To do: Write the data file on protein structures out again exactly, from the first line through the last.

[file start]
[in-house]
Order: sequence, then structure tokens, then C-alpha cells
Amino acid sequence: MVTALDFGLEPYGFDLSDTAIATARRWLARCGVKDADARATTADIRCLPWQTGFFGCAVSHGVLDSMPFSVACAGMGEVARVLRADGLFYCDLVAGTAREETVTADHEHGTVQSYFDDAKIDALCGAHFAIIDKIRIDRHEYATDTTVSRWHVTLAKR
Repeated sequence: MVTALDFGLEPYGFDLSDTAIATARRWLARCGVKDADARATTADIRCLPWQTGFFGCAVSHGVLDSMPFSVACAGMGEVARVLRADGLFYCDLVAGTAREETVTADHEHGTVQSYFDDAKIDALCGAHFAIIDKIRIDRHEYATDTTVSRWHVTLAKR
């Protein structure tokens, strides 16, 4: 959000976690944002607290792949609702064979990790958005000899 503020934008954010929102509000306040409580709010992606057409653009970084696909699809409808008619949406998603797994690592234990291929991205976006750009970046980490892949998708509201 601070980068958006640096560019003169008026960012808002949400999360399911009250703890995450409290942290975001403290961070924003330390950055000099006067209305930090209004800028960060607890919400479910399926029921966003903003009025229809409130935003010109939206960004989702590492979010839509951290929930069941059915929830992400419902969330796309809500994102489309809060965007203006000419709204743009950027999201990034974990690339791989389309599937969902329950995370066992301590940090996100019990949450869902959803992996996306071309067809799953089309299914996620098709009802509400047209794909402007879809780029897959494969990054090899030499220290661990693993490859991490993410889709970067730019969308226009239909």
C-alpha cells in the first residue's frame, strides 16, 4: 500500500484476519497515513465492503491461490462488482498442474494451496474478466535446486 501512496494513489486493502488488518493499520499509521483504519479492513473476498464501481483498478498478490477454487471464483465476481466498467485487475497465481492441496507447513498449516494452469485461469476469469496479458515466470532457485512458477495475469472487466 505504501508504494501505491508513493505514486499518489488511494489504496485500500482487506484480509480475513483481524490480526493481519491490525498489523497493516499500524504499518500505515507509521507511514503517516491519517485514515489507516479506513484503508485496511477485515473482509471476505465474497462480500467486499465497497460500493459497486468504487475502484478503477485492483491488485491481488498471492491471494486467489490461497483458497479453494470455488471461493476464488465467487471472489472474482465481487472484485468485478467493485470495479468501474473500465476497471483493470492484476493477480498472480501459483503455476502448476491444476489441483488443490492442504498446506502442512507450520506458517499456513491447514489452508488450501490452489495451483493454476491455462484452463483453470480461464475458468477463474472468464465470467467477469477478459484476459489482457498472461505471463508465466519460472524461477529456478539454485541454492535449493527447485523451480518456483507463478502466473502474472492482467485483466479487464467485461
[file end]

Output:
[in-house]
Order: sequence, then structure tokens, then C-alpha cells
Amino acid sequence: MVTALDFGLEPYGFDLSDTAIATARRWLARCGVKDADARATTADIRCLPWQTGFFGCAVSHGVLDSMPFSVACAGMGEVARVLRADGLFYCDLVAGTAREETVTADHEHGTVQSYFDDAKIDALCGAHFAIIDKIRIDRHEYATDTTVSRWHVTLAKR
Repeated sequence: MVTALDFGLEPYGFDLSDTAIATARRWLARCGVKDADARATTADIRCLPWQTGFFGCAVSHGVLDSMPFSVACAGMGEVARVLRADGLFYCDLVAGTAREETVTADHEHGTVQSYFDDAKIDALCGAHFAIIDKIRIDRHEYATDTTVSRWHVTLAKR
């Protein structure tokens, strides 16, 4: 959000976690944002607290792949609702064979990790958005000899 503020934008954010929102509000306040409580709010992606057409653009970084696909699809409808008619949406998603797994690592234990291929991205976006750009970046980490892949998708509201 601070980068958006640096560019003169008026960012808002949400999360399911009250703890995450409290942290975001403290961070924003330390950055000099006067209305930090209004800028960060607890919400479910399926029921966003903003009025229809409130935003010109939206960004989702590492979010839509951290929930069941059915929830992400419902969330796309809500994102489309809060965007203006000419709204743009950027999201990034974990690339791989389309599937969902329950995370066992301590940090996100019990949450869902959803992996996306071309067809799953089309299914996620098709009802509400047209794909402007879809780029897959494969990054090899030499220290661990693993490859991490993410889709970067730019969308226009239909």
C-alpha cells in the first residue's frame, strides 16, 4: 500500500484476519497515513465492503491461490462488482498442474494451496474478466535446486 501512496494513489486493502488488518493499520499509521483504519479492513473476498464501481483498478498478490477454487471464483465476481466498467485487475497465481492441496507447513498449516494452469485461469476469469496479458515466470532457485512458477495475469472487466 505504501508504494501505491508513493505514486499518489488511494489504496485500500482487506484480509480475513483481524490480526493481519491490525498489523497493516499500524504499518500505515507509521507511514503517516491519517485514515489507516479506513484503508485496511477485515473482509471476505465474497462480500467486499465497497460500493459497486468504487475502484478503477485492483491488485491481488498471492491471494486467489490461497483458497479453494470455488471461493476464488465467487471472489472474482465481487472484485468485478467493485470495479468501474473500465476497471483493470492484476493477480498472480501459483503455476502448476491444476489441483488443490492442504498446506502442512507450520506458517499456513491447514489452508488450501490452489495451483493454476491455462484452463483453470480461464475458468477463474472468464465470467467477469477478459484476459489482457498472461505471463508465466519460472524461477529456478539454485541454492535449493527447485523451480518456483507463478502466473502474472492482467485483466479487464467485461